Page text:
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Photographs by Meadow Linn

Tuesday, August 12, 2014

To Settle or Soar: The Story of the Mighty Tiny Colander


From a very young age, I developed a knack for making do. I loved reading The Joy of Cooking and then trying to recreate the delicacies found within its pages. Unfortunately, we seldom had all the ingredients necessary, so I taught myself to manage with whatever I could find. Cooking is much easier now that my pantry is stocked with everything from agar agar to teff flour, but I’m grateful that I learned to cook with what was available, because it taught me creativity and resilience in the kitchen.

Managing to get by with what’s at your fingertips can be a great skill. I’m in awe of Depression era housewives who made cake with tomato soup and created other treats essentially from nothing. Unfortunately, in some cases, making do means that you are settling.

Do you yearn for your life to be more joyous, more fun, or perhaps a bit easier, but feel like there’s nothing you can do but make do with your lot? Accepting what is can lead to overall satisfaction because you’re content with what you have. Other times, however, it can prevent you from spreading your wings and exploring beyond your immediate purview.

Sometimes we settle for big things, like a difficult relationship or an unfulfilling job, but often it’s a number of little things that add up. In my case, it’s one very little thing that opened my eyes to how easy life improvement can be. We can choose to accept the way things are and be very content but if they’re not working for us, we can also choose to make a change.

A number of years ago I was cooking for a large retreat. The colander I was using was too small for the massive amounts of pasta I was draining. One of the workshop participants commented on this and asked why I didn’t have a larger colander. A simple answer would have sufficed; however, I found myself giving her a long explanation of why I had that particular colander. The sink was too small. It wasn’t possible to purchase a larger colander without having a membership to a restaurant supply. Etc. I had a long list. I truly believed these reasons. So, I continued to struggle with an overflow of steamed broccoli and quinoa that cascaded over the rim of the colander.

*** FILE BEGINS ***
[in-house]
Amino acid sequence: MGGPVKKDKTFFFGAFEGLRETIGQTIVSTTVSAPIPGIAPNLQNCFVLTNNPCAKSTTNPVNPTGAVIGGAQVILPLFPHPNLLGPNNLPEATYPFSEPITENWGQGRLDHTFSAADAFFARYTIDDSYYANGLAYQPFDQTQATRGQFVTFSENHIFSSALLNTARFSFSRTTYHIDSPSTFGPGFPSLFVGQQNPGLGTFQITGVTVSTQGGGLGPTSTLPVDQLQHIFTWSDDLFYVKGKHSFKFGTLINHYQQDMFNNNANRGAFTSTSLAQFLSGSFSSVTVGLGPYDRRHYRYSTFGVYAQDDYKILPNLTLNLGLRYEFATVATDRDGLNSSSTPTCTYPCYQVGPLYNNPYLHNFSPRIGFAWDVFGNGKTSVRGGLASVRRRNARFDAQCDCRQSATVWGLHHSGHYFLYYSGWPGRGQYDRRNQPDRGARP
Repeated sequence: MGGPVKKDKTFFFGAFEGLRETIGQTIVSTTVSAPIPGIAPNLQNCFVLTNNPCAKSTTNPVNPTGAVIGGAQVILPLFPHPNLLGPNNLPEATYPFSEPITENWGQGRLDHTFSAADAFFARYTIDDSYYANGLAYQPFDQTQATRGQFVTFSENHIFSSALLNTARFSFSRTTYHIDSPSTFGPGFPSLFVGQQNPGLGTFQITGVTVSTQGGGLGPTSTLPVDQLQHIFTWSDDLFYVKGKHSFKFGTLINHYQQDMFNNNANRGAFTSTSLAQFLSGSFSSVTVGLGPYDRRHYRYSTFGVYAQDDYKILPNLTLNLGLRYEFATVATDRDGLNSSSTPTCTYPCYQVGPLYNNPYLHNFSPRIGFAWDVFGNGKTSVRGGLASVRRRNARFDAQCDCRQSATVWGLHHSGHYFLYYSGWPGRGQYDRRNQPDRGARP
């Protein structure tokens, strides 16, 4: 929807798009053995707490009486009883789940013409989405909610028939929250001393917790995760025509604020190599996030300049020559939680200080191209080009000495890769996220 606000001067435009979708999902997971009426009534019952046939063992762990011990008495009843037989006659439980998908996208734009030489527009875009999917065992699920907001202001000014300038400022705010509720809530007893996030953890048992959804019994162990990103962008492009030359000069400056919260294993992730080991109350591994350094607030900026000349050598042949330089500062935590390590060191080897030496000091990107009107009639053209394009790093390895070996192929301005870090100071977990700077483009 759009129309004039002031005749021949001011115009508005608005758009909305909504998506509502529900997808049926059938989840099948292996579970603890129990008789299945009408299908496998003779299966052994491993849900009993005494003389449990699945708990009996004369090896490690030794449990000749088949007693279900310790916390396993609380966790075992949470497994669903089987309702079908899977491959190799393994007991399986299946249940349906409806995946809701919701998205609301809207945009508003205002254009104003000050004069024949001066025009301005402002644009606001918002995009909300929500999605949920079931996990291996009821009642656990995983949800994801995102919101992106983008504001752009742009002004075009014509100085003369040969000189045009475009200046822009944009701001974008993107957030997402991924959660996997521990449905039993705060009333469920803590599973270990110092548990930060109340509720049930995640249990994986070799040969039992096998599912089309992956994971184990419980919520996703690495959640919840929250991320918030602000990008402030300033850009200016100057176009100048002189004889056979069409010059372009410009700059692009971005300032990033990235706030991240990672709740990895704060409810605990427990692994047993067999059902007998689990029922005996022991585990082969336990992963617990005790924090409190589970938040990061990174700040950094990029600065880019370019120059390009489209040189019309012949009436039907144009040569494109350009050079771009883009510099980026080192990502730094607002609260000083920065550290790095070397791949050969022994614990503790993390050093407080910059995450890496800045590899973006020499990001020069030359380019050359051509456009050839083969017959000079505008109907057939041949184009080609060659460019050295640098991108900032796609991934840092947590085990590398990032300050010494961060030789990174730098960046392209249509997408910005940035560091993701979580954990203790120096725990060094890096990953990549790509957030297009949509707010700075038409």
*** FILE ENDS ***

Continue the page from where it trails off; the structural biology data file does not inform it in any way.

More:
My dad overheard this conversation and decided to look for colanders online. Within minutes, he’d found one that was big enough to handle my needs but not so large that it wouldn’t fit in the sink. And, it wasn’t expensive and he didn’t need special paperwork to purchase from a restaurant supply. Within days, it was on the doorstep and ready to be used. The fix was so easy. I spent more time coming up with excuses for my small colander than it took to remedy the situation. A colander, obviously, doesn’t compare to a difficult situation in the workplace or a challenging relationship, but it serves as a reminder to me that sometimes what we think is hard is actually simple, once we release our hold on the way we think things are or how we think they have to be.

My high school math teacher would say this when we would get stuck.